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|Title: ||Deploying knowledge management and securing future sponsorship within a highly hierarchical 'role-based' organisational culture|
|Authors: ||Balafas, Peter|
|Keywords: ||knowledge management|
|Issue Date: ||2004|
|Publisher: ||© Common Ground|
|Citation: ||BALAFAS, P., JACKSON, T. and DAWSON, R., 2004. Deploying knowledge management and securing future sponsorship within a highly hierarchical 'role-based' organisational culture. International Journal of Knowledge, Culture and Change Management, 4, pp. 643-652.|
|Abstract: ||This paper describes the latest research in Knowledge Management (KM) that is being carried out at the
headquarters of The Danwood Group, Lincoln, UK as part of a collaborative doctoral research initiative with
the Department of Computer Science, Loughborough University. The primary aim of this project is to develop a
practical, business-oriented approach to managing knowledge within an organisation.
The four key areas that have been recognised as critical to the success of a KM scheme are ‘strategy’,
‘technology’, ‘measurement’ and ‘culture’. The latter is being explored in this paper, where the authors give an
insight into the difficulties of deploying KM in an organisation that is characterised by its traditional ‘rolebased’
culture and highly hierarchical management structure.
Performing research in a commercial environment instantly highlights the need for practical outcomes.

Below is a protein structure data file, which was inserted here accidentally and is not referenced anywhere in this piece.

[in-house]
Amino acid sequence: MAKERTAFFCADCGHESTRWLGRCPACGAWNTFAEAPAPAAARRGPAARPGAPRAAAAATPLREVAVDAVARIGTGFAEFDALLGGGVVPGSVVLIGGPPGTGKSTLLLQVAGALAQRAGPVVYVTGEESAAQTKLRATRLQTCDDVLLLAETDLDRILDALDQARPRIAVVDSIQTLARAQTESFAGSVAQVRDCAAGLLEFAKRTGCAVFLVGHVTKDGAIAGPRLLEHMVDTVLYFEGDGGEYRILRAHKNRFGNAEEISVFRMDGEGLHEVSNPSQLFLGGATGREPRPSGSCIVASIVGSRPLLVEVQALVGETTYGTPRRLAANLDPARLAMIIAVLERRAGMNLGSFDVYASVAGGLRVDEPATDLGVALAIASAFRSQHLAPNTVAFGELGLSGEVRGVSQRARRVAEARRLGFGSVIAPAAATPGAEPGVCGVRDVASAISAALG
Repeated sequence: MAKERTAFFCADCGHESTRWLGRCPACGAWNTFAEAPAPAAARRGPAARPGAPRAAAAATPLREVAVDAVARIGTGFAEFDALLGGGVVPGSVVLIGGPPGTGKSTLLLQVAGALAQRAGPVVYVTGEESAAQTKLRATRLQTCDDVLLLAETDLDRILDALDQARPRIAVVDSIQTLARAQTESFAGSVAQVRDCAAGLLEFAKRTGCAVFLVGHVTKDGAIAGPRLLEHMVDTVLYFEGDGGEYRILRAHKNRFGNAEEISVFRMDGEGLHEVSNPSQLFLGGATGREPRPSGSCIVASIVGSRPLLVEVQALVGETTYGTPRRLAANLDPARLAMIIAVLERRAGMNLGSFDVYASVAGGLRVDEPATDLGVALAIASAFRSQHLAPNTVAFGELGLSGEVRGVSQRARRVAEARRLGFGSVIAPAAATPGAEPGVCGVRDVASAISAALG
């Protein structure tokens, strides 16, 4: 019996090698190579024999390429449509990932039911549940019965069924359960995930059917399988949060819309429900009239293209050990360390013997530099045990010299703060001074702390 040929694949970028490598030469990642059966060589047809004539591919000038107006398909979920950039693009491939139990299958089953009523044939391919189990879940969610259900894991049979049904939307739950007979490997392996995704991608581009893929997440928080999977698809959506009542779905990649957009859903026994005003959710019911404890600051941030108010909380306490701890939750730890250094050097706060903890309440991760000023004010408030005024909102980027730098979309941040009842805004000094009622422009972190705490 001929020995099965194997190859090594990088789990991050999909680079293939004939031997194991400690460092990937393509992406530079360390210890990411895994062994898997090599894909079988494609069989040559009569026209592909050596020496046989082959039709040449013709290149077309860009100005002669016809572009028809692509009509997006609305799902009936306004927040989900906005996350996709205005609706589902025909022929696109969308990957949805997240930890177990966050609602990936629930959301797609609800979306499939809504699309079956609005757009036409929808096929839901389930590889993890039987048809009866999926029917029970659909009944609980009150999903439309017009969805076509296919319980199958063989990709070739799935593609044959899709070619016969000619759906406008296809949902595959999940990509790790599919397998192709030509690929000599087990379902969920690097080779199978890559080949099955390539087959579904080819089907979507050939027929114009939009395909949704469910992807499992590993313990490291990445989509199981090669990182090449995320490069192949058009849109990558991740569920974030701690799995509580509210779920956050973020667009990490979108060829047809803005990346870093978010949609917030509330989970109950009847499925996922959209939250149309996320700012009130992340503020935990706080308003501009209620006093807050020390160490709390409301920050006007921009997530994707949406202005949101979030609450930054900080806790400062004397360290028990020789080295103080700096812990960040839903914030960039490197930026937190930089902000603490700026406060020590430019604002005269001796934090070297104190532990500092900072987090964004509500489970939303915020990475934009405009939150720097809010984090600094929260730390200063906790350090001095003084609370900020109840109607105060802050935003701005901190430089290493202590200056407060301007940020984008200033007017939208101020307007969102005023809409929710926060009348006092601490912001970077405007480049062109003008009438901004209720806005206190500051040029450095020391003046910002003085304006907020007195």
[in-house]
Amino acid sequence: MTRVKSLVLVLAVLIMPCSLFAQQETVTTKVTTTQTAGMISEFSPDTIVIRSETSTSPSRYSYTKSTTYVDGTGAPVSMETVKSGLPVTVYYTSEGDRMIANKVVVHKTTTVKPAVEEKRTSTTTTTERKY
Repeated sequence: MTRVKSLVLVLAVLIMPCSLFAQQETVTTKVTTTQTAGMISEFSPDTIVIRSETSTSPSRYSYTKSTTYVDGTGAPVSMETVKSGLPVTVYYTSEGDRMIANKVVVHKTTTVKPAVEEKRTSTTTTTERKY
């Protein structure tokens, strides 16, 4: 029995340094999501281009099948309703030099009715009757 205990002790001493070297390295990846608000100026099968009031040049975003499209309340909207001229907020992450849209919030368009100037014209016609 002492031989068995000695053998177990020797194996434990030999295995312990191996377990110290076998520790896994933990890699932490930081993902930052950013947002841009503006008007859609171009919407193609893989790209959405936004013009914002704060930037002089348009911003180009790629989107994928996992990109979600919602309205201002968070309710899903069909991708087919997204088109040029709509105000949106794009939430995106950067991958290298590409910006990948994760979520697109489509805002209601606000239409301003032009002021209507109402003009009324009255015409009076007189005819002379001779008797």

Danwood, like many companies that invest into research projects, want to see tangible business-term results.
However, the benefits of KM are hard to demonstrate on such strict timescales, which would inherently result in
a growing resistance by top-level management towards further investment.
This paper suggests ‘KM activities’ should be labelled with terms that are relevant and conceivable by the
organisation and progressively integrated with mission-critical business processes that will generate faster
bottom-line results. The aim is to highlight KM as creditable for these benefits and secure future investment into
an ‘official’ KM scheme. The additional advantage of this approach is that it facilitates the need for a cautious,
moderately paced adaptation of KM techniques to the particular organisational culture.|
|Description: ||This article was published in the journal, International Journal of Knowledge, Culture and Change Management [© Common Ground] and is also available at: http://ijm.cgpublisher.com/.|
|Appears in Collections:||Published Articles (Information Science)|
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